TOKYO • Nomura Holdings cut pay for its top executives by 18 per cent to the lowest level in three years after profit at Japan's biggest brokerage slumped and losses abroad swelled.
The seven executives, including chief executive officer Koji Nagai, were awarded an average of 166.4 million yen (S$2 million) in base salary, bonuses and deferred remuneration for the year ended March, according to calculations based on a document disclosed for shareholders on Tuesday.
Local competitor Daiwa Securities Group increased executives' pay by 9.2 per cent, bringing it closer to Nomura's.
The drop in compensation at Nomura came after net income fell 42 per cent to a three-year low of 131.6 billion yen as the Tokyo- based firm failed to achieve a goal of returning overseas operations to profit.
Mr Nagai, 57, reshuffled his executive team earlier this year before unveiling cost-cutting measures, including plans to pull back from European equities and reduce its stocks business in the United States.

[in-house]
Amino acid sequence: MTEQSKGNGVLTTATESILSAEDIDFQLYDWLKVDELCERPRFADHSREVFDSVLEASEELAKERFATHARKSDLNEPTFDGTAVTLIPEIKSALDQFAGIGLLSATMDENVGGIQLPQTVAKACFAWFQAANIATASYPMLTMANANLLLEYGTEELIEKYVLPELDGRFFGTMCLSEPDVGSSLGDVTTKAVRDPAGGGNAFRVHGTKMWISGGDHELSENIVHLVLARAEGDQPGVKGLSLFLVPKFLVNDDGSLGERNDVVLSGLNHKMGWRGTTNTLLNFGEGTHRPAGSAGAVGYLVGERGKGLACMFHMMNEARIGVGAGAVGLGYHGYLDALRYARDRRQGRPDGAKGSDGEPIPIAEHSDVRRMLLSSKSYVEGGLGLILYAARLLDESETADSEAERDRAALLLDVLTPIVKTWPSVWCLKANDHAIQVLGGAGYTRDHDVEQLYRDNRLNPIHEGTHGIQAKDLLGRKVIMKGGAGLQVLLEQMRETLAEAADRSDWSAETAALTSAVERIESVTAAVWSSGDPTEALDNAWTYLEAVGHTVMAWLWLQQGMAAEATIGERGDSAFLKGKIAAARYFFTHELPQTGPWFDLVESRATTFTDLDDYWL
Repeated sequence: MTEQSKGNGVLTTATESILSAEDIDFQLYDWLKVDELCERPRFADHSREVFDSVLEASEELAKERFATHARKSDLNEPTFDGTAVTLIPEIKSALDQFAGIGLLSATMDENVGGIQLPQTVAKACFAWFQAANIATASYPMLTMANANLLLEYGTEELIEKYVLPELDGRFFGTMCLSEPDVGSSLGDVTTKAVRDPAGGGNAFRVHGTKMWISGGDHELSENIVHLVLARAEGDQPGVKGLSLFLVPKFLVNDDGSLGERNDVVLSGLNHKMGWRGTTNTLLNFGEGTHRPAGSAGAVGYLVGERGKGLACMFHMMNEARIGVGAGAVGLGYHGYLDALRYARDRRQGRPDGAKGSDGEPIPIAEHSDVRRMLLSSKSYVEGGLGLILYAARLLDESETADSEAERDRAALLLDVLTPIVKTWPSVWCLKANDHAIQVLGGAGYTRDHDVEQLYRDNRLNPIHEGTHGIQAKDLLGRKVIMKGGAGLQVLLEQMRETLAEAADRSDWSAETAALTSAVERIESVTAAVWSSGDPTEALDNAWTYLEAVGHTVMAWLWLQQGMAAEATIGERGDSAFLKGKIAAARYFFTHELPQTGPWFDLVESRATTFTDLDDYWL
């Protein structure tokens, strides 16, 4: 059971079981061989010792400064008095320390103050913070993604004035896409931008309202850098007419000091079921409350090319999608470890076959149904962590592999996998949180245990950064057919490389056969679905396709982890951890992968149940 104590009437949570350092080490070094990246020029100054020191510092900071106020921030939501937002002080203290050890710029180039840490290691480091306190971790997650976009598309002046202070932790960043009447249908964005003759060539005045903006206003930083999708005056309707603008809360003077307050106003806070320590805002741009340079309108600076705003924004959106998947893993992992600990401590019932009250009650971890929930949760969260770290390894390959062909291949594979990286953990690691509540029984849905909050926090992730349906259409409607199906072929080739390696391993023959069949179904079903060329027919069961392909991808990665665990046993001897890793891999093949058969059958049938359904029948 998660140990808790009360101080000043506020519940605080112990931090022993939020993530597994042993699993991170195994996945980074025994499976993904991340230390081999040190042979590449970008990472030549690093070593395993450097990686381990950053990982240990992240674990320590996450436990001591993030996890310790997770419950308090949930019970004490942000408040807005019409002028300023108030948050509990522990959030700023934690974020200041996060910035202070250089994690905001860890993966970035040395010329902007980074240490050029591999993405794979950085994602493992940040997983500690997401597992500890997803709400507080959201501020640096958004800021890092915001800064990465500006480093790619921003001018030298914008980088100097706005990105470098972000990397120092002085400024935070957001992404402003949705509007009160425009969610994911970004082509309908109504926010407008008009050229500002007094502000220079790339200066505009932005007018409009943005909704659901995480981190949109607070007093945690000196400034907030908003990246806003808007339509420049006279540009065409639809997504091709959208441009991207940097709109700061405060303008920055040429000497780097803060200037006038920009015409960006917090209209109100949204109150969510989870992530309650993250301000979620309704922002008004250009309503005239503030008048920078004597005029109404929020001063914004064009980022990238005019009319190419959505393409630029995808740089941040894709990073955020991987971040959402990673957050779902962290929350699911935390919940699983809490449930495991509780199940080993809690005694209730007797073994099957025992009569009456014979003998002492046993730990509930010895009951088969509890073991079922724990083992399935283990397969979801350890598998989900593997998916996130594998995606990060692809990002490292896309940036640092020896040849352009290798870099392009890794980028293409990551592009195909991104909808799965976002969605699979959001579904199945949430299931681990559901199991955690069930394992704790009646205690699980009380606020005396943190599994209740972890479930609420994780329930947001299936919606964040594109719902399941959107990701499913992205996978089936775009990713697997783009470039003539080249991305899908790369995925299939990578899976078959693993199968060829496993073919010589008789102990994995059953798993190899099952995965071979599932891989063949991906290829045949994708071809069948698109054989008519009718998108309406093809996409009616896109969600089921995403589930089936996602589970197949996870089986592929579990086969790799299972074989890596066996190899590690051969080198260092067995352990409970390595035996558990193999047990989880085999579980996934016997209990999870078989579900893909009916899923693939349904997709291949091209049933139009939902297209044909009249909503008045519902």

Nomura also disclosed 10 million yen in rent-related costs for the fiscal year, according to the document. The amount covered several months of accommodation equipped with security systems for an executive in Tokyo, and was cheaper than what the firm had previously been paying for the person's security, a person familiar with the matter said.
Shares in Nomura have dropped more than Daiwa's this year as its larger overseas presence exposed the firm to a worldwide trading slump. Nomura closed 1.9 per cent higher in Tokyo yesterday, paring this year's decline to 30 per cent.
Nomura's shareholders are scheduled to hold their annual general meeting on June 22, and Daiwa's investors will gather on June 28. Individual executives' pay is usually disclosed after the meetings.